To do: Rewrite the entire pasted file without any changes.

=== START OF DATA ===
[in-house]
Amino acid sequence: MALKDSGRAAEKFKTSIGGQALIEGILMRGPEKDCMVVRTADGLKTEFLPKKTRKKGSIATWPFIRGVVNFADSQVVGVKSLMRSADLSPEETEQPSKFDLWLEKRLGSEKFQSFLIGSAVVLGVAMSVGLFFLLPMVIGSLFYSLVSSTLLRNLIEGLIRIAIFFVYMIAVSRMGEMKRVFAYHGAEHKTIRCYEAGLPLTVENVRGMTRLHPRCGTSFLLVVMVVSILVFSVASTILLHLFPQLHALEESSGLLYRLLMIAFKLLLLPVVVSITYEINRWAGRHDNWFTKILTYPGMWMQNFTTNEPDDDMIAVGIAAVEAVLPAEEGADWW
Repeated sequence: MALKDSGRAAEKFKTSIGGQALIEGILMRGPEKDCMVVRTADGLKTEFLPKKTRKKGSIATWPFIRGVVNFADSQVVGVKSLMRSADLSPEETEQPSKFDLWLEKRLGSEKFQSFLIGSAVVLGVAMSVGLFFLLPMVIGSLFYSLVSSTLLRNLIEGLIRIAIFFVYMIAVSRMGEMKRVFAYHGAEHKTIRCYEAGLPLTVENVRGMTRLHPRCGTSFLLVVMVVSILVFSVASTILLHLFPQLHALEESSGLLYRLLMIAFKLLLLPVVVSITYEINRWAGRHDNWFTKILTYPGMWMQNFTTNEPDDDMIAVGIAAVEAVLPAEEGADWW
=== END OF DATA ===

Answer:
[in-house]
Amino acid sequence: MALKDSGRAAEKFKTSIGGQALIEGILMRGPEKDCMVVRTADGLKTEFLPKKTRKKGSIATWPFIRGVVNFADSQVVGVKSLMRSADLSPEETEQPSKFDLWLEKRLGSEKFQSFLIGSAVVLGVAMSVGLFFLLPMVIGSLFYSLVSSTLLRNLIEGLIRIAIFFVYMIAVSRMGEMKRVFAYHGAEHKTIRCYEAGLPLTVENVRGMTRLHPRCGTSFLLVVMVVSILVFSVASTILLHLFPQLHALEESSGLLYRLLMIAFKLLLLPVVVSITYEINRWAGRHDNWFTKILTYPGMWMQNFTTNEPDDDMIAVGIAAVEAVLPAEEGADWW
Repeated sequence: MALKDSGRAAEKFKTSIGGQALIEGILMRGPEKDCMVVRTADGLKTEFLPKKTRKKGSIATWPFIRGVVNFADSQVVGVKSLMRSADLSPEETEQPSKFDLWLEKRLGSEKFQSFLIGSAVVLGVAMSVGLFFLLPMVIGSLFYSLVSSTLLRNLIEGLIRIAIFFVYMIAVSRMGEMKRVFAYHGAEHKTIRCYEAGLPLTVENVRGMTRLHPRCGTSFLLVVMVVSILVFSVASTILLHLFPQLHALEESSGLLYRLLMIAFKLLLLPVVVSITYEINRWAGRHDNWFTKILTYPGMWMQNFTTNEPDDDMIAVGIAAVEAVLPAEEGADWW